Transparency Thailand Newsletter, January, 2016.

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 Corruption and Anti-corruption: Case highlights in the Year 2015

Corruption and Sports: The FIFA Scandal

In December 2010, FIFA executive committee chose Russia to host 2018 World Cup while Qatar to host 22 World Cup Finals. Blatter said “For 2018 and 2022 we go to new lands, because the FIFA World Cup has never been in Eastern Europe or the Middle East.” Later on, it turned that the decision was as a result of complex corruption relationship among key FIFA officials. So far, key FIFA officials among them Blatter, Joao Havelange, and Jack Warner have been suspended awaiting investigations and possible prosecution. Among the key issues that have emerged from the case is the problem of autonomy without accountability mechanisms to ensure FIFA conducts its affairs fairly. 

Corruption and Multinational Companies: Volkswagenscandal

Volkswagen sold many cars across the globe based on the premise that it had software to control emissions. Later on, a Test by Environmental Protection Agency on 482,000 cars found that the device was fake. This caused international uproar and different countries took different actions for example:

Germany: Government demanded more transparency into the scam. It sought to determine the possibility of a criminal act in the story.

New Zealand: Consumers demanded among other things car replacement from local dealers, saying that they bought expensive cars based on deception conveyed by the company about gas emission regulating software.

France &Italy: Inquiries were launched to investigate the problem.

US: Scrutiny was extended to other manufacturers such as BMW, General Motors, Mercedes Benz and Land Rover.

Guatemala: A Case of Successful Protests  

Protests in Guatemala were successful in pressuring Congress to vote removing the immunity of the President from prosecution. Following the success President Otto Perez Molina, stepped down, was later arrested following investigations, and now is awaiting trial. http://www.bbc.com/news/world-latin-america

Cases of Successful Convictions against Senior Politicians & tycoons

The court in Tanzania sentenced two Ex-ministers to jail for corruption. The two serve a 3 year jail term.  The former ministers Basil Mramba (finance) and Daniel Yona (Energy and Minerals) were accused of abusing their authority in 2002 when they were in government for the ruling CCM party.  They among other things offered illegal tax exemptions and provided arbitrary in government contract awarding process.

http://www.bbc.com/news/world-africa-33427066

Former Nanjing city mayor, Ji Jianye was jailed for 15 years over corruption. Nanjing was found guilty of taking $2.37 million in bribes from 1999 to 2012. Authorities also confiscated property worth $420,000 from the former mayor. Nanjing was nicknamed “Bulldozer Ji” for relentless efforts he made to promote construction projects. This is one of the recent high profile cases in China under president Xi Jinping's regime.

http://www.abc.net.au/news/2015-04-07/former-chinese-mayor-ji-jianye-given-15-years-for-graft/6376294

Court in Vanuatu sentenced 14 MPs to jail and later dismissed the MPs’ appeals. The MPs including Deputy Prime minister Manoa Carcasses were jailed for a period of three to four years.  Carcasses and the cohort were charged with embezzling $452,000 from the public coffer.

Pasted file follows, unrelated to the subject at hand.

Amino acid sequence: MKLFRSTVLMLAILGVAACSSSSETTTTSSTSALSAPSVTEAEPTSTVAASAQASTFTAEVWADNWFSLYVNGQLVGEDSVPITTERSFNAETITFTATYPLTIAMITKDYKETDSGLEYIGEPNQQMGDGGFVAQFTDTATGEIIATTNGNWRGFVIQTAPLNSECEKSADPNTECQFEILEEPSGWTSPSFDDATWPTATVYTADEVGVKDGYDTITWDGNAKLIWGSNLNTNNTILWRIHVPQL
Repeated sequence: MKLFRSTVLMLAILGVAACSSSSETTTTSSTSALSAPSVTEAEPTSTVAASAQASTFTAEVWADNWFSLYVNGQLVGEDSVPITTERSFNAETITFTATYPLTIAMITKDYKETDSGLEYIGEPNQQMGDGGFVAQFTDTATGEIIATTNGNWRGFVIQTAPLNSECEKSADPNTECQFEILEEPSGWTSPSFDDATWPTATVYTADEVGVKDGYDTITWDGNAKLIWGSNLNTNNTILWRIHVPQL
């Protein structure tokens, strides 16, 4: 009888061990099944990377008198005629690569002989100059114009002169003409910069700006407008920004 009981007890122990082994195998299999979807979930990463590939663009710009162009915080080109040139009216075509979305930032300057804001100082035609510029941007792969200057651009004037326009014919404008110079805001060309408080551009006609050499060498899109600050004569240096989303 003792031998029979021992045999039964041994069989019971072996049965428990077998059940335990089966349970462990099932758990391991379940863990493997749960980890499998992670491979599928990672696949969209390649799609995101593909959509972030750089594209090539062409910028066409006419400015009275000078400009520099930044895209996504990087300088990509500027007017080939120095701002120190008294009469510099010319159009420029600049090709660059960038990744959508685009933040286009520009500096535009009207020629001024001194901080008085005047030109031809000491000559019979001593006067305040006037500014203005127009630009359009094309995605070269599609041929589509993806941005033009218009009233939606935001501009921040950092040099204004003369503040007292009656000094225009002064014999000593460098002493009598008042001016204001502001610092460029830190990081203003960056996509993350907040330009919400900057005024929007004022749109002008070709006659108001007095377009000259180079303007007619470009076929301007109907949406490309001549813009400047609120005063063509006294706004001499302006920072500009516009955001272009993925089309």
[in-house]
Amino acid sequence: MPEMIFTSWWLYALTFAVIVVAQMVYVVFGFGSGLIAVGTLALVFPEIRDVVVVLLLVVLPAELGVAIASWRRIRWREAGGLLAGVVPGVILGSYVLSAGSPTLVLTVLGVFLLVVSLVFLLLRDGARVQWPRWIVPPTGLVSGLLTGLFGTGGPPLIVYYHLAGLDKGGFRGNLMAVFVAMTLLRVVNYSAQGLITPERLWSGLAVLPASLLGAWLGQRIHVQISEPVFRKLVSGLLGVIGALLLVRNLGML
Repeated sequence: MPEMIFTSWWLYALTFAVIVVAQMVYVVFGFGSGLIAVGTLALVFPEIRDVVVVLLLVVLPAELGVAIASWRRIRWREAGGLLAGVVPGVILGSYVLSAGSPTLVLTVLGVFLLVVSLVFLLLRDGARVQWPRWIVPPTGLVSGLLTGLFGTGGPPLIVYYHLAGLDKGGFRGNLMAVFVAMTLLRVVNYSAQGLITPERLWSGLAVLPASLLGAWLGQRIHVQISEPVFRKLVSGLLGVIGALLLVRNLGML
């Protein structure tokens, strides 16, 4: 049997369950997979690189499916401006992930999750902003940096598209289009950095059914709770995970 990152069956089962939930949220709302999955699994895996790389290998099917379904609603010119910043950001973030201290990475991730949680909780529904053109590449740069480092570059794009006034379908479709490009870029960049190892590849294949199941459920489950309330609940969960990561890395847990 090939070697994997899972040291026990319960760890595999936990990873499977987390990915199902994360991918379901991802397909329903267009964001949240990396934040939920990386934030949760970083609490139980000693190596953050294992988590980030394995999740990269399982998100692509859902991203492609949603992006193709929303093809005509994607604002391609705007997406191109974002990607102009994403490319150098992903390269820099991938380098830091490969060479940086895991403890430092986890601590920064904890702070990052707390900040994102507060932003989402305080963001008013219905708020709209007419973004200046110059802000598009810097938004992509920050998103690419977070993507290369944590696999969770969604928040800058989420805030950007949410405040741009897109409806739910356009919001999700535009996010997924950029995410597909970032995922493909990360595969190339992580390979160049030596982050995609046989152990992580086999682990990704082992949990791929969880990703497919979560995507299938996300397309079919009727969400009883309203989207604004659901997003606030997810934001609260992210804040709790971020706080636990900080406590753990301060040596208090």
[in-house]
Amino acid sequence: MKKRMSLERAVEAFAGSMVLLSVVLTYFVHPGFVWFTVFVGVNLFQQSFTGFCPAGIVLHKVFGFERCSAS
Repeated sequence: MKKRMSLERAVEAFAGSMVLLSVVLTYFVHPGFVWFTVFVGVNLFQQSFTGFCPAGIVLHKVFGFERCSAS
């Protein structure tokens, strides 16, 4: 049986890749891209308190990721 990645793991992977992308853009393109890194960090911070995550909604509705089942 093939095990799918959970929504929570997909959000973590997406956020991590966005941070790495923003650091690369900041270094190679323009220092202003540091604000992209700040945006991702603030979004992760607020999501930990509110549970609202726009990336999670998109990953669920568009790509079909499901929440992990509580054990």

http://www.abc.net.au/news/2015-11-20/vanuatu-dismisses-appeal-over-bribery-charges/6960180

Money laundering key to financing terrorism

About 130 people were killed in Paris gun terror attack in France. Reports indicated that the terrorist had adequate money to purchase weapons, rent a car, and conduct the entire terror campaign. ISIS for instance has access to oil money and is also linked to money laundering through western based banking systems. About $300 billion enters the US from oversees every year. The money is operated under secret holding companies registered in countries like British Virgin Islands, the Cayman Islands, Switzerland, Liechtenstein and Luxembourg.

http://www.huffingtonpost.com/frank-vogl/terrorist-financing-needs_b_8584126.html

 Anti-Corruption Reforms with Harsh Penalties for Corruption

New law passed in Vietnam changed death penalty to life imprisonment if offenders return 75% of the corruption money/assets. The national assembly passed the law with sweeping votes. The law is part of the process to revise the nation’s penal code, and to find a balance between capital offenses and capital punishment.

http://www.foxnews.com/world/2015/11/27/vietnamese-law-to-allow-corrupt-officials-will-escape-death-penalty

Thailand passed new anti-corruption law which expanded the death penalty for corruption offenders to include foreigners who commit capital corruption offenses in Thailand. Formerly, the law existed for government officials only. The seeks to bring to account foreigners who work for foreign governments, local and international organizations. http://www.theguardian.com/world/2015/jul/15/new-anti-corruption-law-in-thailand-extends-death-penalty-to-foreigners

 Returning Corruption Money

Under World Bank supervision Switzerland returned to Nigeria $ 380 million, money linked to the former president General Sani Abacha. The money had been confiscated since 2006 under agreement between the Abacha family and the government of Nigeria, an agreement in which the government dropped its case against Gen. Abacha’s son Abba Abacha.  The money had been confiscated on the basis that Abacha family was a criminal organization.  Switzerland had previously returned $700 million to Nigeria, money Abacha family was holding in Swiss accounts.

http://news.yahoo.com/switzerland-returns-380-million-abacha-money-nigeria-120340738.html

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